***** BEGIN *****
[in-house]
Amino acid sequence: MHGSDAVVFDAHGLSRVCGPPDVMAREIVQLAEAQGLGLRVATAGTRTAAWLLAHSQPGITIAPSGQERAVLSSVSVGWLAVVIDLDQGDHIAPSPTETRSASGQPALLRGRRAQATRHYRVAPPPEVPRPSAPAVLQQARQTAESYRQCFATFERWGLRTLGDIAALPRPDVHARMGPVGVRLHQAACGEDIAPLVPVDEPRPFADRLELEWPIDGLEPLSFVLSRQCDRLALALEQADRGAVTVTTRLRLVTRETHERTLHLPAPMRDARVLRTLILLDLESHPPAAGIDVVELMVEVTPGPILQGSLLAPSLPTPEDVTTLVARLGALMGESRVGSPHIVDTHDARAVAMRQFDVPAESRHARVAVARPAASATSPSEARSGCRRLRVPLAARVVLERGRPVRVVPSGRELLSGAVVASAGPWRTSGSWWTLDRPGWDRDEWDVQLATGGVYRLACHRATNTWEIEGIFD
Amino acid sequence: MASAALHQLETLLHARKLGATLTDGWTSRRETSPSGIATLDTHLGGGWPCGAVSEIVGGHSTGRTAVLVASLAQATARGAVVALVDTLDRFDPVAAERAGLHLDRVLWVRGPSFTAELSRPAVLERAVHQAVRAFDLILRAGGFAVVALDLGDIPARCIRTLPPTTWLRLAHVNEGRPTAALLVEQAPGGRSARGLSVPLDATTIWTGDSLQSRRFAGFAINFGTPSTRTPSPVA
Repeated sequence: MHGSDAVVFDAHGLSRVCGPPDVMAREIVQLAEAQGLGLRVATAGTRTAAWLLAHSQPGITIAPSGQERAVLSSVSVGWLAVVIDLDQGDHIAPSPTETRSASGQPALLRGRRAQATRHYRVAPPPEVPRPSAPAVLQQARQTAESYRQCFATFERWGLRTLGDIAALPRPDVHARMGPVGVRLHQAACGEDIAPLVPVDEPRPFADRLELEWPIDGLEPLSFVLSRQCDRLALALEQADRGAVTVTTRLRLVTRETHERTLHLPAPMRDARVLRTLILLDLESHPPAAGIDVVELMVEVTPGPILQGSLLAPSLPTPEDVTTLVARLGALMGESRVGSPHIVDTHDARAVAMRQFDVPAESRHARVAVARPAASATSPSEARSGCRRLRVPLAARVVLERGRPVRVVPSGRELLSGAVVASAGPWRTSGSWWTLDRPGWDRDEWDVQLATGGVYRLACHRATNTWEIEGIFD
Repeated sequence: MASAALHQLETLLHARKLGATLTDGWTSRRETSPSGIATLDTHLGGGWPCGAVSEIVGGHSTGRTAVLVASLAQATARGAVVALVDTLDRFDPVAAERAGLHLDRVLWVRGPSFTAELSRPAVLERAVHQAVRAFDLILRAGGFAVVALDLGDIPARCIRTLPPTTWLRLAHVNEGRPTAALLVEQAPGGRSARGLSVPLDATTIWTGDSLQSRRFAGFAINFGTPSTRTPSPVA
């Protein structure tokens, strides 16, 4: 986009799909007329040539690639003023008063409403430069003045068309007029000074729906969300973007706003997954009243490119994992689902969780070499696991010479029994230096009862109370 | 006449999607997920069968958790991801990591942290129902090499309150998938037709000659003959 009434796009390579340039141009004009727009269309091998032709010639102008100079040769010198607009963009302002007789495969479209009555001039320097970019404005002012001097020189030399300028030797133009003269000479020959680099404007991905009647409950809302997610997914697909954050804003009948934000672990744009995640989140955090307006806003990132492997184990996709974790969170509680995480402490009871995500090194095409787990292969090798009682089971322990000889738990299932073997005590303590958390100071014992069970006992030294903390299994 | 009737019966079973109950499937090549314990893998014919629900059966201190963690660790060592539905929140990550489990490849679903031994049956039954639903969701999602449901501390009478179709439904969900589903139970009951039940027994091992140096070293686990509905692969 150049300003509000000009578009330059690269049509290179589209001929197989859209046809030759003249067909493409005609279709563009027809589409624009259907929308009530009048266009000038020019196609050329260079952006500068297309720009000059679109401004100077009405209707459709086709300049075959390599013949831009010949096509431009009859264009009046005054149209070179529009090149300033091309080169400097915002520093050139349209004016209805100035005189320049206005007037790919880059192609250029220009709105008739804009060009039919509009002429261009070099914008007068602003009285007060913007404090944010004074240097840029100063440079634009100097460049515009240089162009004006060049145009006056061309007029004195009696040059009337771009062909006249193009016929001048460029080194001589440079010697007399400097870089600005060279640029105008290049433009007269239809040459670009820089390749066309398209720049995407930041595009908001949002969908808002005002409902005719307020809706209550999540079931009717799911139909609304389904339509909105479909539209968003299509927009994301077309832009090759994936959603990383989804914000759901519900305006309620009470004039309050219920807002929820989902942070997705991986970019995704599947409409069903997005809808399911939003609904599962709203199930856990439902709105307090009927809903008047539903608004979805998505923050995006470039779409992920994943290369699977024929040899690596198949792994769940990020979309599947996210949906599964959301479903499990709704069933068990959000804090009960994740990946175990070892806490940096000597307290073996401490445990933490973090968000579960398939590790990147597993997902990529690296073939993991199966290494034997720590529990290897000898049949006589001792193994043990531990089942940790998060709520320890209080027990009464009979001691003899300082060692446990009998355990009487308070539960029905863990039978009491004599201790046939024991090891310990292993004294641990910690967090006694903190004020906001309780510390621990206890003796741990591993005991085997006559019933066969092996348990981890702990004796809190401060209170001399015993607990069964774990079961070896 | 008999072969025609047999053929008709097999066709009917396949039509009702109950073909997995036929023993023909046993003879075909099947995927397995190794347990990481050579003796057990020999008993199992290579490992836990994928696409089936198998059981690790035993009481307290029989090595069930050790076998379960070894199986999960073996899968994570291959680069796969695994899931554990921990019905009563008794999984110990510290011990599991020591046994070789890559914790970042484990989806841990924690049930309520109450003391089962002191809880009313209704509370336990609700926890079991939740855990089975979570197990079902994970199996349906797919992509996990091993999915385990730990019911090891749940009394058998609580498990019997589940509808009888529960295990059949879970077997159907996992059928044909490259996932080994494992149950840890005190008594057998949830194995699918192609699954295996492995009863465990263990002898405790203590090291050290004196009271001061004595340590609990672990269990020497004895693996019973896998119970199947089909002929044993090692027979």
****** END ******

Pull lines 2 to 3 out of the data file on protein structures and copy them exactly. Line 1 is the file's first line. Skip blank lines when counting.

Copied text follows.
Amino acid sequence: MHGSDAVVFDAHGLSRVCGPPDVMAREIVQLAEAQGLGLRVATAGTRTAAWLLAHSQPGITIAPSGQERAVLSSVSVGWLAVVIDLDQGDHIAPSPTETRSASGQPALLRGRRAQATRHYRVAPPPEVPRPSAPAVLQQARQTAESYRQCFATFERWGLRTLGDIAALPRPDVHARMGPVGVRLHQAACGEDIAPLVPVDEPRPFADRLELEWPIDGLEPLSFVLSRQCDRLALALEQADRGAVTVTTRLRLVTRETHERTLHLPAPMRDARVLRTLILLDLESHPPAAGIDVVELMVEVTPGPILQGSLLAPSLPTPEDVTTLVARLGALMGESRVGSPHIVDTHDARAVAMRQFDVPAESRHARVAVARPAASATSPSEARSGCRRLRVPLAARVVLERGRPVRVVPSGRELLSGAVVASAGPWRTSGSWWTLDRPGWDRDEWDVQLATGGVYRLACHRATNTWEIEGIFD
Amino acid sequence: MASAALHQLETLLHARKLGATLTDGWTSRRETSPSGIATLDTHLGGGWPCGAVSEIVGGHSTGRTAVLVASLAQATARGAVVALVDTLDRFDPVAAERAGLHLDRVLWVRGPSFTAELSRPAVLERAVHQAVRAFDLILRAGGFAVVALDLGDIPARCIRTLPPTTWLRLAHVNEGRPTAALLVEQAPGGRSARGLSVPLDATTIWTGDSLQSRRFAGFAINFGTPSTRTPSPVA